Many Northern communities in Saskatchewan rely heavily on air transportation for basic needs.

Saskatchewan-born Daniella Petitti realized that she could use her passion for flying to help communities that depend on planes for supplies and food.

Before she began her flight training, Petitti was working in Calgary as medical lab assistant and was helping a man who was there to have an ECG.

“There was just something about him,” said Petitti. “He was like glowing to me. Before I shut the door (of the examination room), I asked him, ‘are you a pilot?’”

He said that he was and that he flew in the north and the two chatted about flying for a few minutes.

Petitti expressed her interest about training for her private pilot’s licence, but that she did not have the funds to make it happen.

The man left and Petitti carried on with her day. Later she found an envelope from the man with $500 and a note that said, ‘for ground school.’

To this day Petitti does not know who the man was, but that encounter was the inspiration for her to start training at a local flying club.

A couple years later at the age of 30, Petitti quit her job and decided to continue her education at the First Nations Technical Institute (FNTI) on Tyendinaga Mohawk Territory in Ontario.

The program is the only Indigenous post-secondary program of its kind and is offered exclusively to First Nations, Inuit and Metis people. It attracts people from across Canada.

The school is provincially funded and works in partnership with Canadore College in North Bay, Ontario. Graduates of the First Peoples Aviation Technology program will receive an advanced diploma at the end of the three year program. Graduates will also be licenced commercial pilots with an option of working towards a float plane rating or a flight instructor rating.

The training flights are subsidized which is beneficial to the students, but that means higher costs for the school since the planes are in greater demand.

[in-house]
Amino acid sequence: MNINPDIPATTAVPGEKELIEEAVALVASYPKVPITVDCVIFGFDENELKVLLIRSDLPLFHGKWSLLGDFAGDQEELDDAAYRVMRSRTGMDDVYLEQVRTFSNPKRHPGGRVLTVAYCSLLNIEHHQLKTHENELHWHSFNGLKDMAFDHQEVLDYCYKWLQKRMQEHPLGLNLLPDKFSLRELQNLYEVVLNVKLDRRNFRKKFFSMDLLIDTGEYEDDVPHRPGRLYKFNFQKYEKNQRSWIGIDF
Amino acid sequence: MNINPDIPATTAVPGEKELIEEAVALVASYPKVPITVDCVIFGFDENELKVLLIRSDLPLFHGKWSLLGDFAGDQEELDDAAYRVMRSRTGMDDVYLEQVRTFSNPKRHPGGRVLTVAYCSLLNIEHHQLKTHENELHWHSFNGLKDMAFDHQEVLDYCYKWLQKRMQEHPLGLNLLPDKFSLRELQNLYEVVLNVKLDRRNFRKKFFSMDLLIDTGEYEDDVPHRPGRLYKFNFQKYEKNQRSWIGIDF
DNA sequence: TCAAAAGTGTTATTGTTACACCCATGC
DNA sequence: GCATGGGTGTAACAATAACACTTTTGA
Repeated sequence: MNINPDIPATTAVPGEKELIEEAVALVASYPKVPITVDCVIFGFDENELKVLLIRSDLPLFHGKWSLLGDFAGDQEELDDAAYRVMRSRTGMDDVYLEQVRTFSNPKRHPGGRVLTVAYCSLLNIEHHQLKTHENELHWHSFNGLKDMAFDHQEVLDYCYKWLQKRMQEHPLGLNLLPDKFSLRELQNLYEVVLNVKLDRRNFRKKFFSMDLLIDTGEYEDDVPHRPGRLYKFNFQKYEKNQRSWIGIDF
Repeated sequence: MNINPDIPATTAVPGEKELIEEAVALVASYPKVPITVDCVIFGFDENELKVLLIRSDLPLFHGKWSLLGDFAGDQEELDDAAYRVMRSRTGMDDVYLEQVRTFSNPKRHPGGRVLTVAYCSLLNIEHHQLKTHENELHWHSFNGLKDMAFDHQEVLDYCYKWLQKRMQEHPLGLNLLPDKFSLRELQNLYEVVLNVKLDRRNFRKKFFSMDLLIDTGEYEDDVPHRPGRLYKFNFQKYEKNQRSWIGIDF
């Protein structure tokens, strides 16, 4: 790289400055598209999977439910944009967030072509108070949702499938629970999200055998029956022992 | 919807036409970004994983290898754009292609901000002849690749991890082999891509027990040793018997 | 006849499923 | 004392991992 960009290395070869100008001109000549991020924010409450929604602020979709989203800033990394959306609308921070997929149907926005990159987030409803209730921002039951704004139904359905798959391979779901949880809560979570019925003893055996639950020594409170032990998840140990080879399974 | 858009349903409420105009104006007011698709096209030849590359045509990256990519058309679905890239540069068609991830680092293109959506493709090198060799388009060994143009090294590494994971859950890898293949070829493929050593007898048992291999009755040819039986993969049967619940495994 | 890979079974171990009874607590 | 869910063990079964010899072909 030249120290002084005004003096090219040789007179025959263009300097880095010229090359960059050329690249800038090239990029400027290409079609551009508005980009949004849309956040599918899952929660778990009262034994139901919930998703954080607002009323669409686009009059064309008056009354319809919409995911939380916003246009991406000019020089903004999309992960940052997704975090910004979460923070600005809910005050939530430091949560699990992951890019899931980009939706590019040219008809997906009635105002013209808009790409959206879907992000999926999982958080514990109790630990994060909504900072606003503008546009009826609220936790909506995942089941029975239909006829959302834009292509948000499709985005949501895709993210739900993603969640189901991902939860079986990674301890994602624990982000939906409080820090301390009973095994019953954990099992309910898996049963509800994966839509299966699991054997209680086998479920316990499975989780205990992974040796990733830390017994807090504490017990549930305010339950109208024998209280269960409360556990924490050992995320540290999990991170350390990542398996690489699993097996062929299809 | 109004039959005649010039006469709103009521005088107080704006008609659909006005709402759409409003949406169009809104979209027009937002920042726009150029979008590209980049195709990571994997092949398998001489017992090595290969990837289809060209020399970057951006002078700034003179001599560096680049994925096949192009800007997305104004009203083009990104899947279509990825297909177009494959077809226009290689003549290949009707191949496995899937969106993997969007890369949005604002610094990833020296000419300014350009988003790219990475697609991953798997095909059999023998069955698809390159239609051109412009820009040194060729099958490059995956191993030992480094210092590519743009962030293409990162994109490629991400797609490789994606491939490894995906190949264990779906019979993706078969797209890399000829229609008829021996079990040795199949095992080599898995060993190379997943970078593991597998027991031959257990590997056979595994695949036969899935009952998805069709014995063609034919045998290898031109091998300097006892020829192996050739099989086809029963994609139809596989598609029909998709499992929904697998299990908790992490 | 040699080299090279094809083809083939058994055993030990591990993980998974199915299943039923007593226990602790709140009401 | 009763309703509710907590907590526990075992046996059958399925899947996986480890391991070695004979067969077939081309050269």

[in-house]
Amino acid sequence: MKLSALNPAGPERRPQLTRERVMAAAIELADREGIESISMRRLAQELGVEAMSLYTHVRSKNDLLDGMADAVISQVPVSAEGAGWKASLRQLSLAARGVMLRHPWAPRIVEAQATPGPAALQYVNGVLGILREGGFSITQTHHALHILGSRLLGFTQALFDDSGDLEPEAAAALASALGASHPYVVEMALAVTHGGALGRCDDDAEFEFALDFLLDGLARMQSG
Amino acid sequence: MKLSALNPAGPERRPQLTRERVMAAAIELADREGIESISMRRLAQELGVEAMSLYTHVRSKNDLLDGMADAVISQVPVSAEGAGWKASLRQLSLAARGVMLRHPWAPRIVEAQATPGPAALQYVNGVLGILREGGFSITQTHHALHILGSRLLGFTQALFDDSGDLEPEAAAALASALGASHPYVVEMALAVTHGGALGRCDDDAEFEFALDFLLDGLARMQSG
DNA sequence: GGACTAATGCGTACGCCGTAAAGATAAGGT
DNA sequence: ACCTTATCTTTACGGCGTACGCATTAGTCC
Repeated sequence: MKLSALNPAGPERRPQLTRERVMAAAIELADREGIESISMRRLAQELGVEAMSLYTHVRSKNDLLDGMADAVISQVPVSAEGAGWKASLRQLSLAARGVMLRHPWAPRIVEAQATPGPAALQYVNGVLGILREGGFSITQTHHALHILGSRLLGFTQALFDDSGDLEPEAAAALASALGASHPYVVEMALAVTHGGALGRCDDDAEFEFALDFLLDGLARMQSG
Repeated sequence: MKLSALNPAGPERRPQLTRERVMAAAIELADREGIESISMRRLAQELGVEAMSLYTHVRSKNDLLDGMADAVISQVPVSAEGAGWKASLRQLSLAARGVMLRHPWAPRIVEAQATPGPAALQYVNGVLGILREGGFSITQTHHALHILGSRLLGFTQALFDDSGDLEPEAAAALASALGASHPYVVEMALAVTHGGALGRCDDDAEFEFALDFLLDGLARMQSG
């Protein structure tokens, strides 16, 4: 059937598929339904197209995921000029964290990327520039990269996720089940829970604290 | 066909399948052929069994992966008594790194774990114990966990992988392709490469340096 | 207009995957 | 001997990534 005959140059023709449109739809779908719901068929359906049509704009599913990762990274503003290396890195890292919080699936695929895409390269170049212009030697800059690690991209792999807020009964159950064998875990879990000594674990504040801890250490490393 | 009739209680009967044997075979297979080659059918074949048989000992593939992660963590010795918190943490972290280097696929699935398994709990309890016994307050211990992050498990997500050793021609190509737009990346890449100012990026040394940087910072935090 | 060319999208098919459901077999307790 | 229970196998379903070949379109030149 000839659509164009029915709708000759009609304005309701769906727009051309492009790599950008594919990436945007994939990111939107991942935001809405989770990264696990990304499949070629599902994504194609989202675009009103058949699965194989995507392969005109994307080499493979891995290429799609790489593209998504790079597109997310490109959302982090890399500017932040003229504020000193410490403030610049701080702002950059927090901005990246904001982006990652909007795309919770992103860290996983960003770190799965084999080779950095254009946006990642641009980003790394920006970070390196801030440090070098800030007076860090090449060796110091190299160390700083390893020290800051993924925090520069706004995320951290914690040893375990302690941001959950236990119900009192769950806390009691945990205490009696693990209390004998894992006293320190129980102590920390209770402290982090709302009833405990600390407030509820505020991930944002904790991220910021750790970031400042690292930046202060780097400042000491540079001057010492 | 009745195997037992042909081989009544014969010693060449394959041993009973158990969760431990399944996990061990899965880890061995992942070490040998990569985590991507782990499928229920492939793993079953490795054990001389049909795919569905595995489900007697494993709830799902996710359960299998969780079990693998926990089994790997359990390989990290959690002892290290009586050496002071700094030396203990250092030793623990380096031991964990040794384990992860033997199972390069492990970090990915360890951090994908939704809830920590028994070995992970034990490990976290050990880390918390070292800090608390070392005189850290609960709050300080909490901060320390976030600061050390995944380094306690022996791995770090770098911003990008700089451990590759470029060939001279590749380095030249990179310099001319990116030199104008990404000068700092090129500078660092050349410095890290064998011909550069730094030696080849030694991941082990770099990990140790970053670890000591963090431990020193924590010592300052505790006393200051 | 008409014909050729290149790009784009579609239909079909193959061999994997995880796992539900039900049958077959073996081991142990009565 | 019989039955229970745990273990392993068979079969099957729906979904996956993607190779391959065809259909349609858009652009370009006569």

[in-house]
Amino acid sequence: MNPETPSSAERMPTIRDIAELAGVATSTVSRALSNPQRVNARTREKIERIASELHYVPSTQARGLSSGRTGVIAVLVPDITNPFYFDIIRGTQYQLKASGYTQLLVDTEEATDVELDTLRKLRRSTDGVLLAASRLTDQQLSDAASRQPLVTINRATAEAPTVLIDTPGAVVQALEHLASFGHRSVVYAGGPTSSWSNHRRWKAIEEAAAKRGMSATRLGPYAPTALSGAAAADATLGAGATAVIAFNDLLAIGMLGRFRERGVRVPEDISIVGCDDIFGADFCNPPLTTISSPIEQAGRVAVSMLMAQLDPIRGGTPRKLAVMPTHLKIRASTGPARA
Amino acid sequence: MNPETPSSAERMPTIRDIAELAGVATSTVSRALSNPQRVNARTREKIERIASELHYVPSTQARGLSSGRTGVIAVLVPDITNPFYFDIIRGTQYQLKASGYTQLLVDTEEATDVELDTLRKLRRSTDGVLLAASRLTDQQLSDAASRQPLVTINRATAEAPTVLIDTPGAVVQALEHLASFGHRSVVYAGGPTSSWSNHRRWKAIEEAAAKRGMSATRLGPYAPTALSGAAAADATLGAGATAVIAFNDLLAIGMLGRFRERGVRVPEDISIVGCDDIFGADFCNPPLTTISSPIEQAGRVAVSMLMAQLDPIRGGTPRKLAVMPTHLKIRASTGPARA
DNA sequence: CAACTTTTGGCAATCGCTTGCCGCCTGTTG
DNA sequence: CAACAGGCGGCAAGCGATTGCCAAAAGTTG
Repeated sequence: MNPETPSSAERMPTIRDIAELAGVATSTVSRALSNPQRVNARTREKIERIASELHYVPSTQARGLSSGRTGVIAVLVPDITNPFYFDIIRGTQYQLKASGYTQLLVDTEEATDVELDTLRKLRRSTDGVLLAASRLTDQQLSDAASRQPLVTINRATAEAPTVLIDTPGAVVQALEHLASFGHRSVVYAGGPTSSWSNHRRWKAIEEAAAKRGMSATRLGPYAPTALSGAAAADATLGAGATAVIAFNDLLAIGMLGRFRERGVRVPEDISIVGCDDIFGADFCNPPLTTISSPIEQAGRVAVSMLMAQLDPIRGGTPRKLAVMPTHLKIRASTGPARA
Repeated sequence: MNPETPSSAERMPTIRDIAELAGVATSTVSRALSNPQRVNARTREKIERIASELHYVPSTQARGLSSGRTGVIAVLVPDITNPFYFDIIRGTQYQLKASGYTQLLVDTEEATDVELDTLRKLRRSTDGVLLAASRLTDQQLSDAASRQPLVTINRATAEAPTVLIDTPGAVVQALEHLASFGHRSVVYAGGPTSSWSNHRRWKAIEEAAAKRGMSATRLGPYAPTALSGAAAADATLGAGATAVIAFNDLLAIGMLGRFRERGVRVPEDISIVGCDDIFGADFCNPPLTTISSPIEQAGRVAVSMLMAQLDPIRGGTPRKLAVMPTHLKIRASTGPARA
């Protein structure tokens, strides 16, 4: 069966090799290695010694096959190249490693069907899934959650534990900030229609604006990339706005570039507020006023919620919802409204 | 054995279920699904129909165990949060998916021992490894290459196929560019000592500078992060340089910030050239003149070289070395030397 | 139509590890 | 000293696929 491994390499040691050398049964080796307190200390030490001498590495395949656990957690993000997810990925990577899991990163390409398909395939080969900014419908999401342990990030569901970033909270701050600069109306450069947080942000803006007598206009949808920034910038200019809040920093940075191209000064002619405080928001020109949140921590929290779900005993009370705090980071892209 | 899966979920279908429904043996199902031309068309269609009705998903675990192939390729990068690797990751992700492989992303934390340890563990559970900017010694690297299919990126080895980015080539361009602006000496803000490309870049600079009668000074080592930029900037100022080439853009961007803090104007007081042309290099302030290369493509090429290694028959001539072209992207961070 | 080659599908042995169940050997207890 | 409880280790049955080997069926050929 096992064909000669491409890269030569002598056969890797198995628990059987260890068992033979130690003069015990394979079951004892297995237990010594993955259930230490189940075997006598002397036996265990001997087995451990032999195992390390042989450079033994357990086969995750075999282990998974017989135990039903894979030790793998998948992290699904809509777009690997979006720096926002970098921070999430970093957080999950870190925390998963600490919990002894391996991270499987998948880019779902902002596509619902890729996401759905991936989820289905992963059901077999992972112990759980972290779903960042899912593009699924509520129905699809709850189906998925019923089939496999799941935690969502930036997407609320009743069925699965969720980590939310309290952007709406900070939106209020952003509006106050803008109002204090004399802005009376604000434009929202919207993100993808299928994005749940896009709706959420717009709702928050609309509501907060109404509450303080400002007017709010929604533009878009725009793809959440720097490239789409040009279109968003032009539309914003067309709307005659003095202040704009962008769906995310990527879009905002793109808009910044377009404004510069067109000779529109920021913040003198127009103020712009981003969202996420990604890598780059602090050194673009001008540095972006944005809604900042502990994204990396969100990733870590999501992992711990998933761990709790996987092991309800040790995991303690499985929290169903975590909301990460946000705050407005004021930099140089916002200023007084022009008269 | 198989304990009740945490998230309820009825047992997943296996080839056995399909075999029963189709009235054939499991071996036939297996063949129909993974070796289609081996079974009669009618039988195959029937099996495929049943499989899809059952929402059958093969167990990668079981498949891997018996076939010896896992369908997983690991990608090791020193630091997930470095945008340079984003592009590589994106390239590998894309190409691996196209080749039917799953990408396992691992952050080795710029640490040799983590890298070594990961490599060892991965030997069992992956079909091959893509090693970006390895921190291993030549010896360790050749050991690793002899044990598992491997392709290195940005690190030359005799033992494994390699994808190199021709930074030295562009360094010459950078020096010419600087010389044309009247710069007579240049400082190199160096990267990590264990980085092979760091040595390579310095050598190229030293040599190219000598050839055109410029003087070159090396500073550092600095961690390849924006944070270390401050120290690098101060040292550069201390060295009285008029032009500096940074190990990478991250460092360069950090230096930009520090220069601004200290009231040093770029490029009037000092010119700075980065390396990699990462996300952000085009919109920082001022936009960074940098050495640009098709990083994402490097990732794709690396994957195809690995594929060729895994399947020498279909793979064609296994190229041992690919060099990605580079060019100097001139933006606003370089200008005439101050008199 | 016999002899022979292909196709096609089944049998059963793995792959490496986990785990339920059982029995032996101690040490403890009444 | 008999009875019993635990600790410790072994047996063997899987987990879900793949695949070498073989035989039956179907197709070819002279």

During the three years, students receive courses such as the History of Aboriginal Relations, Introduction to Indigenous World Views and Canada’s First Peoples.

“I learned so much about culture,” explains Petitti. “I didn’t realize that I didn’t know so much. Being Indigenous, I did have some culture, I did know about it, but going to this place I learned to bead, I learned so many things that are Indigenous related and that helped me grow.”

Canada is currently facing a pilot shortage as many pilots are retiring and there is not enough interest from the next generation to fill seats in the cockpit.

“Right now is the best time to get into flying,” says Petitti. “My only advice is to believe you can do it and you can do it. I was the oldest student at my school, so it doesn’t matter if you are 18 or 30.”

The end goal for Petitti is to fly float planes in the north during the summer months to deliver food and supplies to communities. In the winter season, she hopes to fly floats in the Caribbean.

Before she gets to that goal, she will head back to Ontario from Meadow Lake to obtain her instructor rating to teach people to become pilots.

(Daniella Petitti is all smiles at her first day at FNTI. Photo courtesy of Daniella Petitti)